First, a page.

At another blog there is a post up about a church that is hurting. And let me preface everything else to come by saying: a hurting church anywhere is a cause for all of us to weep. This church is in pain because of the specter of disunity and division. We should take the words of our Lord to heart from John 17:23, “I in them and you in me, that they may become perfectly one, so that the world may know that you sent me and loved them even as you loved me.” If we truly believe what Jesus says, then we truly believe that disunity and factions in church are ultimately a hindrance to the spread of the Gospel.
Disunity is damning.
And that should cause us to weep and to pray not only for the struggles in our own churches but also for our sister churches who are facing times of trouble. (Side note: the idea of unity above must be tied to the truth and holiness of God. It does us good to lay our pride aside and stand hand-in-hand with others who disagree with us on non-primary matters; but it does us no good to sacrifice the core truth of Jesus and his gospel on a alter of false unity.)
In this blog post, after sharing a letter of concern from a dear lady, the author concludes: “Do you hear this dear Christian’s anguish? Do you hear the cry of the unsuspecting church member who is being run over theologically and personally by Calvinists? This is where the rubber meets the road. This is no longer a theological debate. This is damaging the local church. Do you care enough to help stop it?”
I want to contend that such a response to the dear lady’s letter is damaging and also potentially damning in the disunity it creates as fearmongering.
The letter we read there, of course, gives us only one side of the story. When problems arise, truth always seems to be somewhere in the middle. But let’s work from the one side we have. I won’t reproduce the letter in total here, but two words in particular come to mind when reading the letter: pride and arrogance.
The pastor in question who is supposedly destroying this church because of his Calvinism is described in a way that paints him as difficult to know, mostly uninvolved, arrogant in response to questions, and uses big words people don’t understand.
But these are not marks of Calvinism, Calvinists, or Reformed ideologies. They are marks of a heart that does not understand shepherding in humility. I have personally known, and know of (as I’m sure we all do) Southern Baptist pastors who are not Calvinists who are difficult to know, mostly uninvolved, arrogant, and used big words. They have even split churches.
Should we sound the alarm bells? Should we cry from the rooftops? The debate is over, their non-Calvinism is damaging the local church, do you care enough to stop it?!?!?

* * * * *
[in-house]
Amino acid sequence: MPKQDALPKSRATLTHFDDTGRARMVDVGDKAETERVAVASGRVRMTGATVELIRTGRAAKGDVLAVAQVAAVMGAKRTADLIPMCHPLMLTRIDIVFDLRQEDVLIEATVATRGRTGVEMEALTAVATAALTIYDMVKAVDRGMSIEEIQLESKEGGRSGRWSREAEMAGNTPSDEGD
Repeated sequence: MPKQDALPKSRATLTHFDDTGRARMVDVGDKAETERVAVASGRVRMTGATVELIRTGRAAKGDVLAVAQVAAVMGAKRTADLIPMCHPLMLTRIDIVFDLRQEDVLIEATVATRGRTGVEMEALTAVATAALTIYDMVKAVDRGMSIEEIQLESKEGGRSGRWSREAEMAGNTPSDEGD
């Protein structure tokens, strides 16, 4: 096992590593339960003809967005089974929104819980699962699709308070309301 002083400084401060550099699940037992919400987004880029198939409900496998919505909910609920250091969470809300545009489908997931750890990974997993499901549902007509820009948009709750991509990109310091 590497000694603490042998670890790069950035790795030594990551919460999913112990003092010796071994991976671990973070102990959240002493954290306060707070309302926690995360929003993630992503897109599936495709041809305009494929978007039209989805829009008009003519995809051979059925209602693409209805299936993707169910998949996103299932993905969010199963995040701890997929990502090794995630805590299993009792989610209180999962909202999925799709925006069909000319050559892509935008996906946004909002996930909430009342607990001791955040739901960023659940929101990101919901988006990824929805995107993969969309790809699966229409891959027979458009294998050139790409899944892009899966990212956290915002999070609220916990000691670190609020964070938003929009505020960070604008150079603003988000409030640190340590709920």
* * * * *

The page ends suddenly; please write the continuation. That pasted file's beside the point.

Or should we focus on what the real problem is?
The letter also mentions the lack of having a revival or an alter call. I agree with the heart of what the pastor of that church said—we can’t make revivals happen. Only the Holy Spirit can do that. That being said, having “revival” meetings or not is also not a mark of Calvinism or non-Calvinism.
I spent 3 years at a church during my college years that was not only non-Calvinist, it was anti-Calvinist. Not once in that time did they have a revival meeting. Here at the church I pastor now, the man who pastored before me was a self-identified Calvinist, they had a revival meeting almost every year he was here. I’ve been pastor here for not quite two years, in that short time we have also had such a meeting. We didn’t call it a “revival” by name, but it was an event designed to fire-up the members and reach out to the town, involving guest speakers, special music, and a whole lot of advertising. I am also a self-identified Calvinist.
We did it because my theological beliefs inform me that not only has God ordained the ends—who will be saved, he has also ordained the means—the Gospel must be spread. The only way for anyone to be saved, the only way for the elect to be saved, is to hear the Gospel message. It is a necessity. God will not let his elect be lost; the rocks will cry out if we are silent. But Jesus didn’t give the Great Commission to rocks, therefore we will honor our God by spreading the Gospel in a variety of ways. And whether or not you agree with the “God ordained the ends” part of that, we would all agree whether Calvinist or Arminian or that great Baptist norm in between that if we truly love Jesus we have no choice but to spread the Gospel.
So let’s cut the rhetoric and the fearmongering and the intentional disunity that flows from agendas to drive.
The problem is not Calvinism and Calvinists, the problem is when pride pops up on both sides of the aisle. So can we have a little sanity, realize the issue, strive to be humble servants, and live in true unity?
(Where’s that picture of the rainbow people holding hands???)